Concrete isn't exactly the most flexible substance true, but the stuff they use in these kind of structures is quite different from the usual concrete. Concrete obviously wasn't previously used in high rise construction because it would crush itself under its own weight eventually. However, new chemical and computer technology (which actually was developed for the now defunct 7 south Dearborn, but was then used by the same company when they won the contract to build the Petronas twin towers) combined with rebar has made modern concrete much stronger.

Plus the trump tower design distributes load from internal core wall to the outside columns. The fact that there is no actual solid internal core, only large load baring walls braced together means there would be more room for movement if they vibrated, plus some of that energy would in turn be distributed outwards to the outer columns.

I'm saying for a concrete structure it would be flexible, but if you are building in a earthquake zone perhaps a steel structure would be better, but then super tall steels towers need to have a rigid service core. (unless you use the traditional girder box technique they did with the ESB.)
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Old August 26th, 2007, 07:43 PM   #1547
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can't wait to see it finished. it is going to be such a nice addition to the already grate chicago skyline (second only to new york and hong kong that tie in the first place).
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Old August 26th, 2007, 09:16 PM   #1548
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Ok, looks great
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Old August 27th, 2007, 12:29 AM   #1549
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its going tobe a great asset to the skyline
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Old August 27th, 2007, 03:01 AM   #1550
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8-25-07







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Old August 28th, 2007, 12:28 AM   #1551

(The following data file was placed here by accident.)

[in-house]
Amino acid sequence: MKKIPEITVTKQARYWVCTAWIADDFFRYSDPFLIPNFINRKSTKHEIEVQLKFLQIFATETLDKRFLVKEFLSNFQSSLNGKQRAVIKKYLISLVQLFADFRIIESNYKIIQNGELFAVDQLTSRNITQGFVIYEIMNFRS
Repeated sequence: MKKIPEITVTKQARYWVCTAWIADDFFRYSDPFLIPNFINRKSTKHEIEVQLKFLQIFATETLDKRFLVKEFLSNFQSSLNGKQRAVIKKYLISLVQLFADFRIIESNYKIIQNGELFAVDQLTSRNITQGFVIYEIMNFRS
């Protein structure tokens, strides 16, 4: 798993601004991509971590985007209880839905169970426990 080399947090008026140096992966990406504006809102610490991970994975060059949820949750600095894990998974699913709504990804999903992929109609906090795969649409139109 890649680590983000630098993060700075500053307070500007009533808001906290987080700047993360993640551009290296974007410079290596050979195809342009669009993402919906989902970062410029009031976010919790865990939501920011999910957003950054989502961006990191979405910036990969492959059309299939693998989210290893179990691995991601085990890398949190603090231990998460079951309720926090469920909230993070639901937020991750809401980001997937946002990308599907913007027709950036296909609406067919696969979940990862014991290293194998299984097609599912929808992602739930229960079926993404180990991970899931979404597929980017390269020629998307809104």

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Its slowly getting up there looking great
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Old August 28th, 2007, 12:40 AM   #1552
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Flickr.com

August 24, View from Sears Tower.

image hosted on flickr
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Old August 28th, 2007, 01:01 AM   #1553
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It is going to look great once it really gets above the surrounding structures. Great post Reinsdorf.
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Old August 28th, 2007, 01:14 AM   #1554
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cant wait till shots up passed the other buildings.
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Old August 28th, 2007, 02:45 PM   #1555
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Oh! There it is! What a great group of structures.
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Old August 28th, 2007, 04:28 PM   #1556
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super photo - thanks!!
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Old August 28th, 2007, 04:34 PM   #1557
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fab photo
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Old August 28th, 2007, 07:45 PM   #1558
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i think its been built in the best place to complement the other supertall buildings.
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Old August 29th, 2007, 01:50 AM   #1559
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August 28th, 2007

A few pictures of the park construction....










and a few of the building....




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Old August 29th, 2007, 02:40 AM   #1560
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I was also messing around with some more close ups....